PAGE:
I’m not alone in thinking Sean Pablo Murphy is a celebrity, though that’s not the best definition of the word “comforting” I’ve ever come across, especially since my avidity is seemingly matched only by 18-year-old skaters in line at the Supreme store in the middle of the workday, in the middle of the workweek. They want to be Sean Pablo. Perhaps they’re already halfway there: shy, inarticulate, underweight, skid marks on their decks, donning high water Dickies and white socks, skating all day. I do not know his weight — only that I could not personally attain it; he is scrawny, arms made to be akimbo — but I know that he is half Salvadorian, half Irish, and a fan favorite in Supreme’s first full-length skateboarding video, Cherry, in which he held a cardboard sign: “Please take my virginity.” (One fan Tumblr is seanpablosvirginity, while another is, optimistically, fuckingseanpablo.)

As with squad-stalking any Los Angeles-based teen, a cursory sweep of Sean Pablo’s feeds pulls up some notable surnames: Soloway, as in the son of Jill; Ford, as in the nephew of Harrison. He has a tattoo of a dollar sign on his left ring finger. He likes Bruce Springsteen. Ice cap fonts. He made a clothing line called PARADIS3. The logo has Snoopy drinking from a bottle. On a baseball cap there is a small embroidered detail of a woman’s red-lacquered hand holding an also-red rose. A cobra coils out of a Lamborghini on an undersized sweatshirt. He made a zine called Teen Stabbing, hoping it “would bring you back to feeling like a teenager.” The photos are blurry. His girlfriend, Kaila, walks in a graveyard. She’s his age and has statement bangs; they look like siblings. His last two Instagrams, at the time of this writing: a skater drinks a Modelo; a skater lights another skater’s blunt. He does not seem at all preoccupied with creating anything new — would you, if at 19 you got to live the cliché?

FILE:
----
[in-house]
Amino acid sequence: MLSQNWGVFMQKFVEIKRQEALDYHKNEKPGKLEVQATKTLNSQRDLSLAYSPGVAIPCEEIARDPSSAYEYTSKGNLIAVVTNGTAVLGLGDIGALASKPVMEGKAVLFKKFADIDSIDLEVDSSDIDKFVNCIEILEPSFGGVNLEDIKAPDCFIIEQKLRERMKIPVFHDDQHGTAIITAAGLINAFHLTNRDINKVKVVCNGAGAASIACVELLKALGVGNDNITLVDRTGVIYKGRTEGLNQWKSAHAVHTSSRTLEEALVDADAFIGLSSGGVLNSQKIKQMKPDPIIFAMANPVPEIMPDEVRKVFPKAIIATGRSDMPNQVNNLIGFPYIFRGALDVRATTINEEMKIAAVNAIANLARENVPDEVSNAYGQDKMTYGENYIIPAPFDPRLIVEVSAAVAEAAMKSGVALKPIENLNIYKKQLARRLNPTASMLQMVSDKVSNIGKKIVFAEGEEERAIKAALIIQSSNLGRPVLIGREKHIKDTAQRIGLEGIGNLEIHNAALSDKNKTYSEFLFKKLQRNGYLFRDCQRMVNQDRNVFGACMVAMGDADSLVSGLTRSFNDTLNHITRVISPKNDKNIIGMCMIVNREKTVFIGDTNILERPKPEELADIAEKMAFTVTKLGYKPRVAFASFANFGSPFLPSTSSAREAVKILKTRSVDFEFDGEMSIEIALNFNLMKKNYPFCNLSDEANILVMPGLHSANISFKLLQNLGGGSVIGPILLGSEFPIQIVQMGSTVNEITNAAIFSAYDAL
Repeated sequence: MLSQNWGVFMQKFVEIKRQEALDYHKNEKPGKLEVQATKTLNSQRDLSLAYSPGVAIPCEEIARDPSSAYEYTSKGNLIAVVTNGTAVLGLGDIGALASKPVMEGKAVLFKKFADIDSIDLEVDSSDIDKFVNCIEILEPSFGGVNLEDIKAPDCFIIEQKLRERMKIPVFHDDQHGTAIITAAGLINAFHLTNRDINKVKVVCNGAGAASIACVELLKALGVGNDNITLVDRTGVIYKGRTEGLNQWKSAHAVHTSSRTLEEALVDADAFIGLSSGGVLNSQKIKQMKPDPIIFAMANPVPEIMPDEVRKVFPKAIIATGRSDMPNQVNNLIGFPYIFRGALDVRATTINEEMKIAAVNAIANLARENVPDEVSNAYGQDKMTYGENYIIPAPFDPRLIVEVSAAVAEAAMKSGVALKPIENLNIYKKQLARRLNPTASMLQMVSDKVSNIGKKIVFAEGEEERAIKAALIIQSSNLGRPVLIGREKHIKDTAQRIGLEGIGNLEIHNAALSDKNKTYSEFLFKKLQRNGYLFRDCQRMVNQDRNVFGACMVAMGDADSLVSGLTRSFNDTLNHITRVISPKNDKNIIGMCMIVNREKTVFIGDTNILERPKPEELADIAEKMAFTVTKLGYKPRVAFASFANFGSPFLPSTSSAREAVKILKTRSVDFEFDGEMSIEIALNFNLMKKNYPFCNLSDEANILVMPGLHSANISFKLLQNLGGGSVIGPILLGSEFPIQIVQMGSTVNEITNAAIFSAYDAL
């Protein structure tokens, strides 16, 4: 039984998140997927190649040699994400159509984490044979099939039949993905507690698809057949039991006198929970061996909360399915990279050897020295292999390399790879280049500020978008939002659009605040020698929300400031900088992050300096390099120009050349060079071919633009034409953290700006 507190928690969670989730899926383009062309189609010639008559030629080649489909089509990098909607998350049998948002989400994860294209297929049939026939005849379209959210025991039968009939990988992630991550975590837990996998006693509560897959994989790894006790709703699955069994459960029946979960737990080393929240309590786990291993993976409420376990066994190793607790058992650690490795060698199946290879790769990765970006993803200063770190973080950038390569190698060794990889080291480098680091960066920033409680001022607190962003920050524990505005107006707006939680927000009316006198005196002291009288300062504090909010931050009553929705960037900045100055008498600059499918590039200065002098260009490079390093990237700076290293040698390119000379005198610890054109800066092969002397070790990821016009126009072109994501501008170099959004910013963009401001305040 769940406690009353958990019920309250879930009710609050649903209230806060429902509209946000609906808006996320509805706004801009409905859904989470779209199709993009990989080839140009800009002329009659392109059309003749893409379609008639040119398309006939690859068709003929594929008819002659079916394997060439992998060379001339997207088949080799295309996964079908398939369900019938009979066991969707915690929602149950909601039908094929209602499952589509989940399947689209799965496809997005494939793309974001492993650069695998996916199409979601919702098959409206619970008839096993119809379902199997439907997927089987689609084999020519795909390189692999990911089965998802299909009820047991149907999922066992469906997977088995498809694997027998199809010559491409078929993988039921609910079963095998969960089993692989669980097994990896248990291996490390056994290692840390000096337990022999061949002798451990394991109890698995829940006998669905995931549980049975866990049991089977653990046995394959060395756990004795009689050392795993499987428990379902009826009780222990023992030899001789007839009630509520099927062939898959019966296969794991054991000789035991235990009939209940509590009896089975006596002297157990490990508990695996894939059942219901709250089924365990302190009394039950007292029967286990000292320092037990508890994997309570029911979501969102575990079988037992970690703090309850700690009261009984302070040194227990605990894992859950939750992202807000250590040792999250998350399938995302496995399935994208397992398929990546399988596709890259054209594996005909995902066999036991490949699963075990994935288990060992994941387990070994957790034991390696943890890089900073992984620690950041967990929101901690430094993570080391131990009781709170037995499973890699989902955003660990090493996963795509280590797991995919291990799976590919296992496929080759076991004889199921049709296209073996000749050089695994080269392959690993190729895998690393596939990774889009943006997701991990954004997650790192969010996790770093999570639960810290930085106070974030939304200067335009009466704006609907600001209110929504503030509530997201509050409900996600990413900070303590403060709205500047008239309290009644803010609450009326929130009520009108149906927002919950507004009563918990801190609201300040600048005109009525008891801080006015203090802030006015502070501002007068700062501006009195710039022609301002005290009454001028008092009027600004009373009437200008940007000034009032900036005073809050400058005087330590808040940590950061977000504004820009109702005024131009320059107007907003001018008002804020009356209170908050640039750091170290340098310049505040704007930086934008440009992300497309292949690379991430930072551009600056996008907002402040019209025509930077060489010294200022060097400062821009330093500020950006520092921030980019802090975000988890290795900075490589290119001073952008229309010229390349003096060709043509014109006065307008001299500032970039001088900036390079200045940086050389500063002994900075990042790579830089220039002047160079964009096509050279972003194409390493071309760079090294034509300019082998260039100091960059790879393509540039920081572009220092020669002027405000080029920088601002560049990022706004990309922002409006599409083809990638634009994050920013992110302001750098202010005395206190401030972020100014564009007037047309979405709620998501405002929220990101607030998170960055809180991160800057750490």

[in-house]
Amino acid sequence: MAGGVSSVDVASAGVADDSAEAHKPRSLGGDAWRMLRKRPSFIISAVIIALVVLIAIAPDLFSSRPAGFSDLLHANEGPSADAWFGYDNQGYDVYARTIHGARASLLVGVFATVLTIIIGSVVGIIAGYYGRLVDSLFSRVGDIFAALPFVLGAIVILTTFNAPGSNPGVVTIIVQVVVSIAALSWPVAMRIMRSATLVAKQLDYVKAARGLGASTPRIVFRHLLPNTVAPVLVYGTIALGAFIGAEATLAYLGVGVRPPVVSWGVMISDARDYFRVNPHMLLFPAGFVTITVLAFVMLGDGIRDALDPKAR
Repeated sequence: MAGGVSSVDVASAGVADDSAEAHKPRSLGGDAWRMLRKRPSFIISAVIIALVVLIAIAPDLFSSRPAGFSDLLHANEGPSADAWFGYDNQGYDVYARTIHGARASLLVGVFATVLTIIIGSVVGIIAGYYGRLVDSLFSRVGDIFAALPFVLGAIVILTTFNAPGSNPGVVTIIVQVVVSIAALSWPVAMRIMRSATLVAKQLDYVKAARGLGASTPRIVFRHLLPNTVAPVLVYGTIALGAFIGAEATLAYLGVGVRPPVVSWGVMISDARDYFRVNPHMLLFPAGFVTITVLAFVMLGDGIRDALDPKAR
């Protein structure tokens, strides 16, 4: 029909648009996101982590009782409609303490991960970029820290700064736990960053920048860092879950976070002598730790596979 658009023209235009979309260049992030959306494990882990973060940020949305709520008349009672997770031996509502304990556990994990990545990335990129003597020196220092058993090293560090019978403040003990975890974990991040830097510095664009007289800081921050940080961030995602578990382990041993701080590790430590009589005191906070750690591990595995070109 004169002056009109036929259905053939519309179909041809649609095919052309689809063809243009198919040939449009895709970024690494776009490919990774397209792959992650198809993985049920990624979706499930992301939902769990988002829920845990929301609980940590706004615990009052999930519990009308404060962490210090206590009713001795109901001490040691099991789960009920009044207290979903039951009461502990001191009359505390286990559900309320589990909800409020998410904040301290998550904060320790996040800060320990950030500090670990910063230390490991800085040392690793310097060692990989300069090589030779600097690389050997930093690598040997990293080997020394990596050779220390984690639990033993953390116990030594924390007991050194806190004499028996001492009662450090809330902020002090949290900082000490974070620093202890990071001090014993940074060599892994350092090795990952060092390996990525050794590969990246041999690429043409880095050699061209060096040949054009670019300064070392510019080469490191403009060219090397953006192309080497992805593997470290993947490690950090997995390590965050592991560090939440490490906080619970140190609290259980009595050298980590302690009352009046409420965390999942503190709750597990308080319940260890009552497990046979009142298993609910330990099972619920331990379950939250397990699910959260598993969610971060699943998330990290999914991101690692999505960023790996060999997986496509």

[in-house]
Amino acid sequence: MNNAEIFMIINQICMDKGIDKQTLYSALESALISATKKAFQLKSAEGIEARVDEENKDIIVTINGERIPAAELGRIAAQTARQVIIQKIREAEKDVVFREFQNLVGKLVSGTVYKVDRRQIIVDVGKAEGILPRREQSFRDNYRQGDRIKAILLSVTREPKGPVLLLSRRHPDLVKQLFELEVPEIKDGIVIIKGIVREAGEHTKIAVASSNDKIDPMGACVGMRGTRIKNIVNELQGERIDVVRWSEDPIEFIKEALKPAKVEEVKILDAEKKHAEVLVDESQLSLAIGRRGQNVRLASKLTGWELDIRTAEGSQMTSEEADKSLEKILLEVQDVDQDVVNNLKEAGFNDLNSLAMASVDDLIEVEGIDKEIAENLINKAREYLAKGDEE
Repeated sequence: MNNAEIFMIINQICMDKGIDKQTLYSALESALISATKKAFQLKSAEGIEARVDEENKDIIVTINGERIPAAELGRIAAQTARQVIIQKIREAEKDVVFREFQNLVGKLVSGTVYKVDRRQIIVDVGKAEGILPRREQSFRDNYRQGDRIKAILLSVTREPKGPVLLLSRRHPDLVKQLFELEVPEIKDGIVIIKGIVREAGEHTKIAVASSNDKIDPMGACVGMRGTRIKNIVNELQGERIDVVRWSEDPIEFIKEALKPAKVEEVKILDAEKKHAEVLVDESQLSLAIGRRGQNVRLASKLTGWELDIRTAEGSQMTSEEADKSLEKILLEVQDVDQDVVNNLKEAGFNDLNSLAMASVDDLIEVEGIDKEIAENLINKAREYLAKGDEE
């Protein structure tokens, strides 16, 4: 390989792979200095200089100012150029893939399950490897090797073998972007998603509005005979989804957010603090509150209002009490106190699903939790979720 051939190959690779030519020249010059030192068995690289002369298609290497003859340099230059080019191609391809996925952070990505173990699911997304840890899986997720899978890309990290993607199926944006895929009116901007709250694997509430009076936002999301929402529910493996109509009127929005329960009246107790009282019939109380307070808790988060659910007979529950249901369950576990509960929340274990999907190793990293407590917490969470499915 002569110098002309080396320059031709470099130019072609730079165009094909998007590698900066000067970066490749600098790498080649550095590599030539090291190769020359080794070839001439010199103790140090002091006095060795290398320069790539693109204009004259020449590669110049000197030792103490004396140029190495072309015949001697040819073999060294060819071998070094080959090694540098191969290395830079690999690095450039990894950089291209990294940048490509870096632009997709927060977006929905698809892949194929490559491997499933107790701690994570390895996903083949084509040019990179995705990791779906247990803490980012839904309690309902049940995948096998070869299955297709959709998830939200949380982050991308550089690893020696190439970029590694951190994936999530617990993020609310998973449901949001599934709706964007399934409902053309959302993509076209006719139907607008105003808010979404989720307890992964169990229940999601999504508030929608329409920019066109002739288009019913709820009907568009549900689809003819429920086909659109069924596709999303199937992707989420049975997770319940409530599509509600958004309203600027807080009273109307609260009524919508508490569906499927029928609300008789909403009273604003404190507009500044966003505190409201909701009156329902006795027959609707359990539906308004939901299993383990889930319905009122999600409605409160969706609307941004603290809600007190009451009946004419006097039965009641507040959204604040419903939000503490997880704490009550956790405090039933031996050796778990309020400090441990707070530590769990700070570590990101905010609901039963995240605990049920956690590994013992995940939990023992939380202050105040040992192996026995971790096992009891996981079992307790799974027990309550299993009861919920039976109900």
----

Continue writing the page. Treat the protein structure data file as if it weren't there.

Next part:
Once Sean Pablo sat two tables catercorner to me at the restaurant Lucien, with Chloe Sevigny, and ordered a steak. Another time I saw him get carded; his entire table had fake IDs. Will he ever be famous enough for someone like me, a laywoman, to know whether or not he is talented? It’s a subject of consternation on the message boards. A photographer comments on YouTube that Sean Pablo has a “mean” backside 360 “for his age.” He is on three skateboarding teams, which I think means he skates in their videos and wears their clothes: Supreme, Converse, and F.A. Kids, the F.A. standing in for “Fucking Awesome.”

He’s sheepish, quixotic in interviews. I felt like I understood him when I read, on a science blog, that skateboarders “rotate in midair using a trick borrowed from housecats.” I can’t tell what it would be like to talk to him, or even vice versa. Add to the list of quality of life violations committed by skaters — disturbing the peace, violating park rules, public beer drinking — a new one: only participating in interviews conducted by other skaters. “I wake up get some coffee, maybe read a book, and then go skate,” he says. “Go skate, come home, maybe cry,” he says elsewhere. Why is he in New York? “I’m here to fucking party.” He tells i-D about “drinking a six pack and dancing in the dark.” What does he do with his friends? “Take a chill pill.” I’m trying, Sean. I’ve had worse dinners than those found in cabinets…

Kaitlin Phillips is a writer living in New York.